17 December 2023

Hollow Mountain

Semin Hong traces the space
between homes

 

by Kate Mothes

South Korean artist Semin Hong was born in Pennsylvania and lived in different parts of the U.S. before moving to Seoul to pursue a BFA. Currently based in London where she has her studio at the Bomb Art Factory Foundation, the artist delves into the myriad meanings and associations with home. An ongoing series of installations titled Spatial Nostalgia explores architectural aspects of home and the fleeting experiences that concentrate over time and become what she describes as “a repository of memory that works as an instrument of generalised nostalgia.”

Hong’s multidisciplinary practice spans video, installation, photography, and sculpture, from weaving together printed fabrics into blanket-like textiles in Reconciled Home to constructing site-specific shelters from found materials in the corners of gallery spaces. She says, “Although we often begin obtaining attachment to our home with concrete and specific images, the house itself becomes a public archive of unverified, irretrievable, oneiric sentiments.”

Spatial Nostalgia also references migration, both in the process of physically inhabiting different homes and the effects that frequent transitions to new spaces impress on the body and mind over time. In her fabric installations, she contrasts the simple comforts of bedsheet forts built in the living room against the essential shelter that temporary tents and structures provide to people displaced from their homes.

Hong considers the sensory and emotional experiences of getting used to new houses and apartments, considering phrases like “paper-thin” as a way to describe low-quality soundproofing in walls between flats. In the video “Hollow Mountain and Paper Thin Apartment,” Hong revisits her experience living in South Korea, taking regular walks up a local mountain as she reflects on the practice of removing portions of them to make room for more apartment buildings. Carved out to provide more level land, nature is further intruded on by urban development, challenging even the mountain’s physical and symbolic characteristics of permanence.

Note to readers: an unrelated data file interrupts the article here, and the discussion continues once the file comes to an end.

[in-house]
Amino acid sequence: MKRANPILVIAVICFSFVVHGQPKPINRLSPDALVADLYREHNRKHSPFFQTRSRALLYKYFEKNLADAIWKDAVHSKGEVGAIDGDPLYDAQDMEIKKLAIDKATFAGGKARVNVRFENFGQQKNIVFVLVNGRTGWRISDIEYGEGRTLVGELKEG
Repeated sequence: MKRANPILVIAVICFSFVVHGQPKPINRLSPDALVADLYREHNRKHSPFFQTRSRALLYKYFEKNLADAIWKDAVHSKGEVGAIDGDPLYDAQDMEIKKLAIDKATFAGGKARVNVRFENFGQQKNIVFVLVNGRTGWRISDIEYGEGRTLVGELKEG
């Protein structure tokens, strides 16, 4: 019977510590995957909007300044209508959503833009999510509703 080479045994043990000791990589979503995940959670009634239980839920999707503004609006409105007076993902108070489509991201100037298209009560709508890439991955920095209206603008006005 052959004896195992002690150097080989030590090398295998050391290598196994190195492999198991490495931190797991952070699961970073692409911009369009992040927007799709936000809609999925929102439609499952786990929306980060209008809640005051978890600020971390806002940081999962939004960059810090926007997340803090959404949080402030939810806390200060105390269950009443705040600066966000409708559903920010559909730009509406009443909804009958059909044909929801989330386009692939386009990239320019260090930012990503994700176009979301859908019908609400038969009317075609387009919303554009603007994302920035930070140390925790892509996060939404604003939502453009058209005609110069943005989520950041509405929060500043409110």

Deeply personal imagery is incorporated into into Hong’s work, including images woven into pieces in the Reconciled Home series of featureless rented apartments in North Carolina when she had just moved in, or images of her grandfather before he passed away from cancer. She aims “to unite different perceptions of her home from different times, and hopes to reconcile with past traumas linked to the place.”

Hong’s work will be part of the exhibition Everything Is Connected in Life: Art and Wellbeing at Gerald Moore Gallery in London, which opens January 11, 2024, and continues through February 4. Find more work on the artist’s website and Instagram.

All images © Semin Hong

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